ISSA Boys & Girls Athletics Championships 2013 was simply super! There were records galore and a whole host of other stellar performances over the course of the five days of competition inside the National Stadium. After much deliberation, I finally managed to come up with my top-10 list of performances from ‘Champs’ 2013 (plus a ‘likkle brawta’). Ready! Set! Go! And we’re off with…
1) 11.75 seconds – Girls Class 4 100 Metres (Kimone Shaw, St. Jago High School)
The fastest time ever run by a twelve year-old girl – by a country mile. This performance would even have placed her atop the list for thirteen year-old’s by a smidgen. The way she held her drive phase would have impressed even the likes of former 100-metre world record holder Maurice Greene.
With a few technical improvements, Shaneil English, who finished second in 12.09 seconds, will be much closer to Shaw when they meet next year. Reigning Class 3 100-metre champion Shellece Clark has to keep her eyes peeled. Objects in one’s rear view mirror are almost always closer than they appear.
2) 10.85 seconds – Boys Class 3 100 Metres (Jhevaughn Matherson, Kingston College)
The fastest time ever recorded by a thirteen year-old boy since human beings stumbled upon the thrillingly novel idea of strapping on special spiked shoes and drag racing down synthetic tracks. Enough said.
3) 13.24 seconds – Boys Class 1 110-metre Hurdles (Omar McLeod, Kingston College)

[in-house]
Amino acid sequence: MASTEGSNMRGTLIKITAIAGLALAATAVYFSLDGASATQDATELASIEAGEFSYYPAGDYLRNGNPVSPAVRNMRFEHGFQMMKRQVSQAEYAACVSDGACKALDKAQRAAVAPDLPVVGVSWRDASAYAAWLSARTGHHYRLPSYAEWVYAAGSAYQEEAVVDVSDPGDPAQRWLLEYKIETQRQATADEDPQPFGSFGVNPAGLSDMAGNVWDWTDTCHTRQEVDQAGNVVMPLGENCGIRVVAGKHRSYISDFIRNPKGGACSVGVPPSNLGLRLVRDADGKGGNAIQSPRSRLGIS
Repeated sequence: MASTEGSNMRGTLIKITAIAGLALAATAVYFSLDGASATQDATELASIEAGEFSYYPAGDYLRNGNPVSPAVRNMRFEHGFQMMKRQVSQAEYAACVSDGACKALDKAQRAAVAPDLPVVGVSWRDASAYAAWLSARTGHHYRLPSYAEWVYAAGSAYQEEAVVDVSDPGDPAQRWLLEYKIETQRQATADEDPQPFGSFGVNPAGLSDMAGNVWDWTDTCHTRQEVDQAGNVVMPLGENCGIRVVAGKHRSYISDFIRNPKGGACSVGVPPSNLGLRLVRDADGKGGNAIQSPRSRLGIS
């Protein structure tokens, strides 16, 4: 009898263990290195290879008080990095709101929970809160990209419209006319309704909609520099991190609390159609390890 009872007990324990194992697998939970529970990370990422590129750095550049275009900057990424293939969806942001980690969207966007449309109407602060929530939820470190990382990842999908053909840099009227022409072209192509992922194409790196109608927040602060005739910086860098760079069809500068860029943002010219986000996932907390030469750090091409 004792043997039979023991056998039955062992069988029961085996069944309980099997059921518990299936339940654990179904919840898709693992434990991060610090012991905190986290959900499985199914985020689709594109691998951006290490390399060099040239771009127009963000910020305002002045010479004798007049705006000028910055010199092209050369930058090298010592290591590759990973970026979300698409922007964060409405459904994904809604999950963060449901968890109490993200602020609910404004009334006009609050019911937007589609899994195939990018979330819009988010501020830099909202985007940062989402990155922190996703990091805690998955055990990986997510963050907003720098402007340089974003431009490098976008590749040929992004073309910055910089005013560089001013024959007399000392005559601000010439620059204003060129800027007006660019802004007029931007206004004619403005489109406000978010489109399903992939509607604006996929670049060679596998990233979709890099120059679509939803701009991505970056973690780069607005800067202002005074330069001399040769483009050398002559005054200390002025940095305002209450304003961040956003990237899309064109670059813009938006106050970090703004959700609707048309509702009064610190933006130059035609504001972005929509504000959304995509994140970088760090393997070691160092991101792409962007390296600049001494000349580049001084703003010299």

This sprint hurdling master class powered McLeod into the all-time top-10 list of junior performances. It also pulled Jamaica College’s Tyler Mason and Wolmerian Yanick Hart under the 13.53 second mark which had stood as the national junior record entering the event. Astounding!
4) 21.87 seconds – Boys Class 3 200 Metres (Jhevaughn Matherson, Kingston College)
In the final of the Class 3 200-metre event, Matherson disconnected himself from a quality field even faster than the Jamaica Public Service Company would terminate electricity supply to a delinquent customer. And despite their desperate efforts to get back on terms, ‘The Natural’ just kept gliding away. The new Class 3 400-metre record holder Nathaniel Bann was amongst those left in his withering wake.
5) 3:30.51 – Girls Open 4 x 400-metre Relay (Vere Technical High School)
The Shericka Jackson-anchored team, which also featured Yanique McNeil, Olivia James and Andrenette Knight, powered its way into the all-time top-20 list of female junior 1,600-metre relay performances with one of the most jaw-dropping performances at ‘Champs’ 2013. Many countries, including the likes of 4×4 powerhouses Nigeria, have never managed to put together a national junior team that has managed to go as fast as Vere did on the Saturday of March 16, 2013, inside the National Stadium.
With Simoya Campbell and Chris-Ann Gordon added to the mix for the Carifta Games, an assault on the world junior record is not outside the realms of possibility. At the very least, one would expect the Jamaican national junior record to be no more after four collective circuits of the track.
6) 20.27 seconds – Boys Class 1 200 Metres (Delano Williams, Munro College)
The super sprinter from the Turks and Caicos Islands sped to a time that was only two-hundredths of a second shy of equalling Usain Bolt’s epic 20.25 second Class 1 200-metre record. Such a time would have been a shoo-in for virtually all half-lap finals at the World Championships and Olympics in recent memory.
I see the 200/400-metre double in his future.